LONDON—The world was waiting for it: a devastating mistake that embarrassed the United States and generated global alarm.
It never quite happened. Instead, thanks to the inherent power of the U.S. president, no small amount of advance planning and staff work, plus a healthy dose of goodwill from U.S. allies, Donald Trump mostly muddled through his first foreign trip in office. It would be too generous to describe his maiden voyage as a success, but it would be unfair to call it a failure. It was … fine.
And so, with the start today of this year’s G-7 summit in Sicily, a collective sigh of relief from America’s friends is now justified. And why not? Considering that this president has no more than a bare-bones grasp of international affairs and diplomacy, muddling through is a decent outcome for the administration. And as an added bonus, this first foreign trip made it possible for the traveling White House to escape for a short while from the debilitating scent of scandal now hovering over the president’s innermost family circle and dominating the political atmosphere in the nation’s capital. The rapid rise and fall of Jared Kushner is a story with a narrative arc that Washington’s chattering critics can’t wait to see in print.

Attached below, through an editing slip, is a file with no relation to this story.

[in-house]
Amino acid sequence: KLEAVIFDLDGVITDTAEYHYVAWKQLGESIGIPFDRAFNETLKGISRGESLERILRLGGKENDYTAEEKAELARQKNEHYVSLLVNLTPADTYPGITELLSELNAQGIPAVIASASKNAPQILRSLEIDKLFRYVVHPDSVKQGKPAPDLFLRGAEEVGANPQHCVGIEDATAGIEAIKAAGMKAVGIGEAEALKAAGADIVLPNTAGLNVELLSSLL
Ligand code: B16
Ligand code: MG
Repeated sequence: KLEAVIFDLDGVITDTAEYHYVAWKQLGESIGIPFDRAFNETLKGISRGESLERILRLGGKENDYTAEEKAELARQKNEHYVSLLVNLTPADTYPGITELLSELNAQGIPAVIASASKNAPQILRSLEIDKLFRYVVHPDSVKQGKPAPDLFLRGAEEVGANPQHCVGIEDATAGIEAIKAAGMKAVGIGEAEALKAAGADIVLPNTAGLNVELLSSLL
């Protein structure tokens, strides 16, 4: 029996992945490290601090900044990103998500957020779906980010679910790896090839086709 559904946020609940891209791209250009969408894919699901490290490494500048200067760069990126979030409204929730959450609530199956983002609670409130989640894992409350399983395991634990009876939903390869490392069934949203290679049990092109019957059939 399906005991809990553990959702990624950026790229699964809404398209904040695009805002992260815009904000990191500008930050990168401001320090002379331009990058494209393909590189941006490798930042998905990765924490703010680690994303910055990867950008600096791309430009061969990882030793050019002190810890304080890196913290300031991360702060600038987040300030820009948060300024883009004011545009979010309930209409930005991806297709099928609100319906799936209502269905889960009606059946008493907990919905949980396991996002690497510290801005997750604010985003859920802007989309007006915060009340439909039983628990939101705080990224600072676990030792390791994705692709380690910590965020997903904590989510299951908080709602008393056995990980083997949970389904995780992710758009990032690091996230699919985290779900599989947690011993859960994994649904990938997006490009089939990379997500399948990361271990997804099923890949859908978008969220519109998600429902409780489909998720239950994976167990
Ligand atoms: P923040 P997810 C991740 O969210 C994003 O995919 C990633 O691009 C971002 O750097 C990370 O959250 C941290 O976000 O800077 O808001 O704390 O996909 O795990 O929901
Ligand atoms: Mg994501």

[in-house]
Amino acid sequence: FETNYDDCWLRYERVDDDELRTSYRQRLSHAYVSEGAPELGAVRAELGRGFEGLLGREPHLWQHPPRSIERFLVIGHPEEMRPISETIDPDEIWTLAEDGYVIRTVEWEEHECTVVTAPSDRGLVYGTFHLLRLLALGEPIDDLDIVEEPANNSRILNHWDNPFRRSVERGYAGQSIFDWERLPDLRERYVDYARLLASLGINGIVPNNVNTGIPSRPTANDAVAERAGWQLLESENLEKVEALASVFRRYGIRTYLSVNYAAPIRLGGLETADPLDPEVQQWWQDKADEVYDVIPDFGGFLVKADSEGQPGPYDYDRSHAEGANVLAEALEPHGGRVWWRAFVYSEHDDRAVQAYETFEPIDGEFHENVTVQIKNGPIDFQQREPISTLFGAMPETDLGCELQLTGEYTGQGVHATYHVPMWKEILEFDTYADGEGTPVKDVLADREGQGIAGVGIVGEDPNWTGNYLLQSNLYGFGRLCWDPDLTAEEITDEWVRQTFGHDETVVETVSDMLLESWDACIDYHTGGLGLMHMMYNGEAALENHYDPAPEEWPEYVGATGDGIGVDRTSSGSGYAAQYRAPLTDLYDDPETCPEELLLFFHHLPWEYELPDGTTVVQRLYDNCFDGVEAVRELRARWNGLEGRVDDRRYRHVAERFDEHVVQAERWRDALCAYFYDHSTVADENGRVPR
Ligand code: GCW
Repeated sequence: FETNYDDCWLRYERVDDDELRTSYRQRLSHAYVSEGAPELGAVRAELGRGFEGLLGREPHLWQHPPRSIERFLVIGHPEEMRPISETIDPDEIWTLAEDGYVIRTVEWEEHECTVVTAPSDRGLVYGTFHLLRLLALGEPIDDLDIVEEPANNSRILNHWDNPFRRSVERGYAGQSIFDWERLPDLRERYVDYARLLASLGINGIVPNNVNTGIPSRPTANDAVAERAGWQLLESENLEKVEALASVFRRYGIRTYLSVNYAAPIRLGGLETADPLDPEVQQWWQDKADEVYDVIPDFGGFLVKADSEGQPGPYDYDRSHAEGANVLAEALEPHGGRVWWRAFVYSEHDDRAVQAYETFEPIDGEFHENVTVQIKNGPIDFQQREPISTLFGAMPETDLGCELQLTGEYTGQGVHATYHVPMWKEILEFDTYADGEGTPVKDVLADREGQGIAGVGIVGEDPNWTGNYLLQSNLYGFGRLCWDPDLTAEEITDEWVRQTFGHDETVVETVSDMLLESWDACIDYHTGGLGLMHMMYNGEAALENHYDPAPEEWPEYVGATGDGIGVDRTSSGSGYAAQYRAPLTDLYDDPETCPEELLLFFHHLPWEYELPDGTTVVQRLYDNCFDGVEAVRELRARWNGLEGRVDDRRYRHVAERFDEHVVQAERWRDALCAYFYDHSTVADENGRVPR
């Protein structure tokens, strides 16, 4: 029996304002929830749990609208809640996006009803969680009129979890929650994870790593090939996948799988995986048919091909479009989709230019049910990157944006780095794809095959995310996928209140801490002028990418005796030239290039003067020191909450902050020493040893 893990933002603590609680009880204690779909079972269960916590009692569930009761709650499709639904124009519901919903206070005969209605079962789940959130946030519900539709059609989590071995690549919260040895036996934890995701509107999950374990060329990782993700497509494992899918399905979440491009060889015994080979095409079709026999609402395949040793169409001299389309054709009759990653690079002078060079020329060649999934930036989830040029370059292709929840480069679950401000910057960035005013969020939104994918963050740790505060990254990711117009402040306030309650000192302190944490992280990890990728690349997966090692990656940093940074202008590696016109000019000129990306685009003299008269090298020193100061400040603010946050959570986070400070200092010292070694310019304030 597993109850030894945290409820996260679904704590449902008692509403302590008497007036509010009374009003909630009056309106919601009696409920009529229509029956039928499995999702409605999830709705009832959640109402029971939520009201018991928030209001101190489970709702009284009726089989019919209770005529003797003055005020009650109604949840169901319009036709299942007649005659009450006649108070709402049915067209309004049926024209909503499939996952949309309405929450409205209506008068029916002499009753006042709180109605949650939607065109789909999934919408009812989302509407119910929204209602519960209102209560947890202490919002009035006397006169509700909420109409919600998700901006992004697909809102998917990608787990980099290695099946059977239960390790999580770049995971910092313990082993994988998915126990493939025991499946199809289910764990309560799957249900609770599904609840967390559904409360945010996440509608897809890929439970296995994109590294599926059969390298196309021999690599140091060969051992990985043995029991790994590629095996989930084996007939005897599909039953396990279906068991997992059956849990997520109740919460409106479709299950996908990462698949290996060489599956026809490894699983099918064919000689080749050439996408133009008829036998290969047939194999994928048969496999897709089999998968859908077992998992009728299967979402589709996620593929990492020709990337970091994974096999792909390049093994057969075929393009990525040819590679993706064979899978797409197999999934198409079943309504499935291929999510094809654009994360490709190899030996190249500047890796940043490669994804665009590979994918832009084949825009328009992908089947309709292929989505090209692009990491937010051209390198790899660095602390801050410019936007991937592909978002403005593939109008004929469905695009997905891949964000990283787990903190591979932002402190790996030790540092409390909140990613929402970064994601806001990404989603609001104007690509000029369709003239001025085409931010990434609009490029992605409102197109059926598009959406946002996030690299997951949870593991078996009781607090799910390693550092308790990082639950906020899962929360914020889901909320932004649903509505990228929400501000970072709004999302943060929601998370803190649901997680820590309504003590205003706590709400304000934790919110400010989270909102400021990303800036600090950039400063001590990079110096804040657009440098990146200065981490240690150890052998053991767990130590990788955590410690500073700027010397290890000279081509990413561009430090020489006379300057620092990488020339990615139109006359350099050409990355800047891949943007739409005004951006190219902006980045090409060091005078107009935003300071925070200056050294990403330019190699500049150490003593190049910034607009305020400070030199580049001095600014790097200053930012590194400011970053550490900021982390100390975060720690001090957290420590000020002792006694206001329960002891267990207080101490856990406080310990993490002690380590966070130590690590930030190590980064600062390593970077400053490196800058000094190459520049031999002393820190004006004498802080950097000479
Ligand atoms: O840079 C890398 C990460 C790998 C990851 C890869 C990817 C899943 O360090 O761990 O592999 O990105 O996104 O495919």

On the other hand, in light of the overwhelming need to slow and ultimately reverse the rising instability and uncertainty in Europe and the Middle East, any other modern-day Democratic or Republican administration would have likely judged this trip a bust, at best a lost opportunity. With all the world’s key leaders assembled and available for working sessions, Team Trump was unable to generate significant progress on any major conflict or challenge in these two critical regions.